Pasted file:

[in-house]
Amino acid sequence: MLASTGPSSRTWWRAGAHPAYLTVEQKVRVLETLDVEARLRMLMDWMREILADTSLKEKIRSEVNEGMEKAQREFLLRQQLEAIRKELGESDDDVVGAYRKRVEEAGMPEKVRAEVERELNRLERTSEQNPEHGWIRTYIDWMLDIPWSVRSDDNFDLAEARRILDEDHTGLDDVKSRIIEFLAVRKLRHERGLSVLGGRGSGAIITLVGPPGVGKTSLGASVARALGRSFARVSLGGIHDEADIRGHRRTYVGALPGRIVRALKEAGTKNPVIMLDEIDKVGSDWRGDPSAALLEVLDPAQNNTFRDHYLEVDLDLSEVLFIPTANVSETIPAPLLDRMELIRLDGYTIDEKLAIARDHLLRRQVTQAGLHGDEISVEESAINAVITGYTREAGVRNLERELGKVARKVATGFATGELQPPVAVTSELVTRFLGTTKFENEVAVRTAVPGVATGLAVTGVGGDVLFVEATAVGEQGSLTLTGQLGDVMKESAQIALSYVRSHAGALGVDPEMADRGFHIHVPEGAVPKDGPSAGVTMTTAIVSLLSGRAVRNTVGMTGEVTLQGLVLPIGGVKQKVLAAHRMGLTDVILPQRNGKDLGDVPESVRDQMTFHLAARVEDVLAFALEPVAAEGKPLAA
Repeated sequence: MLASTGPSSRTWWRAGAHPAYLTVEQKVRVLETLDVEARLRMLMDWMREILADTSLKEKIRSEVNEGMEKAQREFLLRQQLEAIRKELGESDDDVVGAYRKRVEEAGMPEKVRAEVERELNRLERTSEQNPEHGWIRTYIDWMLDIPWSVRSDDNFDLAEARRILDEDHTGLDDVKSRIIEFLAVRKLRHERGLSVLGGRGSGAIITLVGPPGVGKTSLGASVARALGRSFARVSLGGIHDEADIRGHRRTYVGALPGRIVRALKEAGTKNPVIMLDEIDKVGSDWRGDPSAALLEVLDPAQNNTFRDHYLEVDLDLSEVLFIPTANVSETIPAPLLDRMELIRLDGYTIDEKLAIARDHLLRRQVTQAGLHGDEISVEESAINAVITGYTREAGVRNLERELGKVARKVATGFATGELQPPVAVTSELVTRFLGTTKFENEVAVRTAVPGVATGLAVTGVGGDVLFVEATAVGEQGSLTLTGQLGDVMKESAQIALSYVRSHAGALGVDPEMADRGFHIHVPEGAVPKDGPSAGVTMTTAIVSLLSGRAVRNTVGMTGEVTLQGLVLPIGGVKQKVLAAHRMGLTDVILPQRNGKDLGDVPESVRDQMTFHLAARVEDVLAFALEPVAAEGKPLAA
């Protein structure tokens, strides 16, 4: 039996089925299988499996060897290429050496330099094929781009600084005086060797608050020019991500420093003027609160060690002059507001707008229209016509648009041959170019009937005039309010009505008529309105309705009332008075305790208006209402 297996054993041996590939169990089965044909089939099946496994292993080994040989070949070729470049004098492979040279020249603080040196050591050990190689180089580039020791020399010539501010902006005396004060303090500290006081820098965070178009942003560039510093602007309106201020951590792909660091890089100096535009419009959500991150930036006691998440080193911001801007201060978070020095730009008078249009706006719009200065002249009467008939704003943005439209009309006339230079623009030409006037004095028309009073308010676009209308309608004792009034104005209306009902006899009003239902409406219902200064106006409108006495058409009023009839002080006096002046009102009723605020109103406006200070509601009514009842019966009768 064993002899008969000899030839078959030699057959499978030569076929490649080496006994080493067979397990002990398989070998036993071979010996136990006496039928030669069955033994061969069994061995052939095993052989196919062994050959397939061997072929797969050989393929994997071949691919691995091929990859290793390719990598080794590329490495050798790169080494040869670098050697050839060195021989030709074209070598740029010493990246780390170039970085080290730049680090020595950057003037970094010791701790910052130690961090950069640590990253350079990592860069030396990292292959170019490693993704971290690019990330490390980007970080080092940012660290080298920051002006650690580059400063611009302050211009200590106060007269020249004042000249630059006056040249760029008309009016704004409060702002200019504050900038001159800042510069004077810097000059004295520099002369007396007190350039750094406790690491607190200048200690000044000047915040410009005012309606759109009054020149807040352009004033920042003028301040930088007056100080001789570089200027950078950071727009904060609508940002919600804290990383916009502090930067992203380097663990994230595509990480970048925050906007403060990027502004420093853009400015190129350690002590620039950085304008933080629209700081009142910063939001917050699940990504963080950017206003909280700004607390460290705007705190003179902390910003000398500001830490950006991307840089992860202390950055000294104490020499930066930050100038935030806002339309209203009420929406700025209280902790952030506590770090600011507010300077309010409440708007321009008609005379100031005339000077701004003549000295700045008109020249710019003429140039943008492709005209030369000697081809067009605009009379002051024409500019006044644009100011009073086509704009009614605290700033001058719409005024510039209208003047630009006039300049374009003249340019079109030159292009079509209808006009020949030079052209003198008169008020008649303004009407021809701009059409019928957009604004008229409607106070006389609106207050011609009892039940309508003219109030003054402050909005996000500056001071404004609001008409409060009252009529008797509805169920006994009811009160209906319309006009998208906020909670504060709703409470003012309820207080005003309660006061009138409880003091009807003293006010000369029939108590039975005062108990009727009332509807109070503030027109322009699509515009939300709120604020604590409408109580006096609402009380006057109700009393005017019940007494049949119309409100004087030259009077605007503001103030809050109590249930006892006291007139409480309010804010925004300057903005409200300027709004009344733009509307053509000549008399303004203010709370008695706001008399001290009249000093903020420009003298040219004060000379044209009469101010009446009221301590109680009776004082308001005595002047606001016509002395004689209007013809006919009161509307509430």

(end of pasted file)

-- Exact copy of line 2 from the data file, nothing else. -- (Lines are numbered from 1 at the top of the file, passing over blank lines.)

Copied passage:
Amino acid sequence: MLASTGPSSRTWWRAGAHPAYLTVEQKVRVLETLDVEARLRMLMDWMREILADTSLKEKIRSEVNEGMEKAQREFLLRQQLEAIRKELGESDDDVVGAYRKRVEEAGMPEKVRAEVERELNRLERTSEQNPEHGWIRTYIDWMLDIPWSVRSDDNFDLAEARRILDEDHTGLDDVKSRIIEFLAVRKLRHERGLSVLGGRGSGAIITLVGPPGVGKTSLGASVARALGRSFARVSLGGIHDEADIRGHRRTYVGALPGRIVRALKEAGTKNPVIMLDEIDKVGSDWRGDPSAALLEVLDPAQNNTFRDHYLEVDLDLSEVLFIPTANVSETIPAPLLDRMELIRLDGYTIDEKLAIARDHLLRRQVTQAGLHGDEISVEESAINAVITGYTREAGVRNLERELGKVARKVATGFATGELQPPVAVTSELVTRFLGTTKFENEVAVRTAVPGVATGLAVTGVGGDVLFVEATAVGEQGSLTLTGQLGDVMKESAQIALSYVRSHAGALGVDPEMADRGFHIHVPEGAVPKDGPSAGVTMTTAIVSLLSGRAVRNTVGMTGEVTLQGLVLPIGGVKQKVLAAHRMGLTDVILPQRNGKDLGDVPESVRDQMTFHLAARVEDVLAFALEPVAAEGKPLAA